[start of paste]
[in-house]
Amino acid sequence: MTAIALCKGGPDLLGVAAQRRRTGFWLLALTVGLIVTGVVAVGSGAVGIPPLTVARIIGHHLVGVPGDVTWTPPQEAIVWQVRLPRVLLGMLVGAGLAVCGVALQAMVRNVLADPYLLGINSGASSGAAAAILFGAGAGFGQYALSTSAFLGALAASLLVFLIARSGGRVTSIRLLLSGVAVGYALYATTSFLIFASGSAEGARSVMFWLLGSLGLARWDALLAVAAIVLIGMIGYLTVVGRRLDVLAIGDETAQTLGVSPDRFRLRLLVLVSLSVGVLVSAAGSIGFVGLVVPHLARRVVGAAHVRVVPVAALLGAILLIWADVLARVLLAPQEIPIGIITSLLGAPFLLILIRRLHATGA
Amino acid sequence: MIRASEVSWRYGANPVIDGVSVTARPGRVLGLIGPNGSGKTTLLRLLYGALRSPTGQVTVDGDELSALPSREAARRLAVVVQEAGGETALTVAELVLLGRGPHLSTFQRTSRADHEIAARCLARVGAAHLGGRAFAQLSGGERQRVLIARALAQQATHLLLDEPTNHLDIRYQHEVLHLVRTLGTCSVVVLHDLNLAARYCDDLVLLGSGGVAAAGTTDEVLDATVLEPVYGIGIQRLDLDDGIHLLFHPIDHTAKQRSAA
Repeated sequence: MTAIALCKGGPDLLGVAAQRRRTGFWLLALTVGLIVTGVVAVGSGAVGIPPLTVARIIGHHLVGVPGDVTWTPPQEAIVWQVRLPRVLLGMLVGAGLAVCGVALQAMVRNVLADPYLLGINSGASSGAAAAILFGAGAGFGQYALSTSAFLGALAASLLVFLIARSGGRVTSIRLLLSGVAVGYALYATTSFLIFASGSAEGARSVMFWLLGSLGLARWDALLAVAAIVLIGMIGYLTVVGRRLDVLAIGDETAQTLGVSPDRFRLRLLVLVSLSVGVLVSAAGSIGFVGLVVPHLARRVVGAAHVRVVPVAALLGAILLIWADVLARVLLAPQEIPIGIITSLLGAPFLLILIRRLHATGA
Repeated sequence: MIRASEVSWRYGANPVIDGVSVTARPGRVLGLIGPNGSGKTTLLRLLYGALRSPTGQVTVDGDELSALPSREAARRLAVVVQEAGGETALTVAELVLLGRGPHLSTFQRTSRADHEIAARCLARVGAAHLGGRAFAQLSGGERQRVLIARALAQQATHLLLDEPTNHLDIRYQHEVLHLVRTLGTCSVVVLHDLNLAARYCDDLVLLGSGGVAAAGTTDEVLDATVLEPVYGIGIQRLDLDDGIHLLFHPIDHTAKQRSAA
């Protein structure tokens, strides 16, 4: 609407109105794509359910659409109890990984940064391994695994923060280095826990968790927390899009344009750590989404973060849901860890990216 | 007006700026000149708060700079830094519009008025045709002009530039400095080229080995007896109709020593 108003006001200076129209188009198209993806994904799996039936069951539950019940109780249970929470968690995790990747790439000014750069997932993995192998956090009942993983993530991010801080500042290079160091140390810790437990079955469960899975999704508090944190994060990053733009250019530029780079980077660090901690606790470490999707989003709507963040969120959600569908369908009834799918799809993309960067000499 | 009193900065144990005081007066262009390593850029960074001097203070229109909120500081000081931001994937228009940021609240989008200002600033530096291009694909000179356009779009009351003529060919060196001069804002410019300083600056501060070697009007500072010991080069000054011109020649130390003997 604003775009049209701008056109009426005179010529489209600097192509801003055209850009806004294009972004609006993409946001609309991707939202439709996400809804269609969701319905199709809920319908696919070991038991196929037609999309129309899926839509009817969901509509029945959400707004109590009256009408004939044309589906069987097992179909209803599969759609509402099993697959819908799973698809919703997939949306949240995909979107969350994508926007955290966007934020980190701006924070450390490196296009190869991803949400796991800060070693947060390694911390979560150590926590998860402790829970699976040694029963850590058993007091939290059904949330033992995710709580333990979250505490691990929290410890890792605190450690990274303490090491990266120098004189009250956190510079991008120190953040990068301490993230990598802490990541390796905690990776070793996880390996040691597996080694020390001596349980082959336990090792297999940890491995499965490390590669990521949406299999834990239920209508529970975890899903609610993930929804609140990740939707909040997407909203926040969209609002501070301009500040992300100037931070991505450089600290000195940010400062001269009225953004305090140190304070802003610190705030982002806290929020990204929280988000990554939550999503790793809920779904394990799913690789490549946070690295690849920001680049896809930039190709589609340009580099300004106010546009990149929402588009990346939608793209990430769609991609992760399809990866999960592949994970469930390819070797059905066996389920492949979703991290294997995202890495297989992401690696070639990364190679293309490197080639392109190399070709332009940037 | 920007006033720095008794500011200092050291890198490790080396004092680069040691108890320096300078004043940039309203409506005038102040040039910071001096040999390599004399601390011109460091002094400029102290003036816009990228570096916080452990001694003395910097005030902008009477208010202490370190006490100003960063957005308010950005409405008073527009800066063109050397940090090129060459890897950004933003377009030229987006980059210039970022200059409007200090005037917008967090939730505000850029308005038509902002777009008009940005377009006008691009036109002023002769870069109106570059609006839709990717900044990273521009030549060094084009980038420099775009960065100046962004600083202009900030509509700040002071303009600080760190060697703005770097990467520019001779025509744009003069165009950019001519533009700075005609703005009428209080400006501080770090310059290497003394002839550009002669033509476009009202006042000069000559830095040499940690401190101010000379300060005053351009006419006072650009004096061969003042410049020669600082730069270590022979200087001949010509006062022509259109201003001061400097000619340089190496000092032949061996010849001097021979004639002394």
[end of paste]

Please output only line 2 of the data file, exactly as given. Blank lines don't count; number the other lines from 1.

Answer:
Amino acid sequence: MTAIALCKGGPDLLGVAAQRRRTGFWLLALTVGLIVTGVVAVGSGAVGIPPLTVARIIGHHLVGVPGDVTWTPPQEAIVWQVRLPRVLLGMLVGAGLAVCGVALQAMVRNVLADPYLLGINSGASSGAAAAILFGAGAGFGQYALSTSAFLGALAASLLVFLIARSGGRVTSIRLLLSGVAVGYALYATTSFLIFASGSAEGARSVMFWLLGSLGLARWDALLAVAAIVLIGMIGYLTVVGRRLDVLAIGDETAQTLGVSPDRFRLRLLVLVSLSVGVLVSAAGSIGFVGLVVPHLARRVVGAAHVRVVPVAALLGAILLIWADVLARVLLAPQEIPIGIITSLLGAPFLLILIRRLHATGA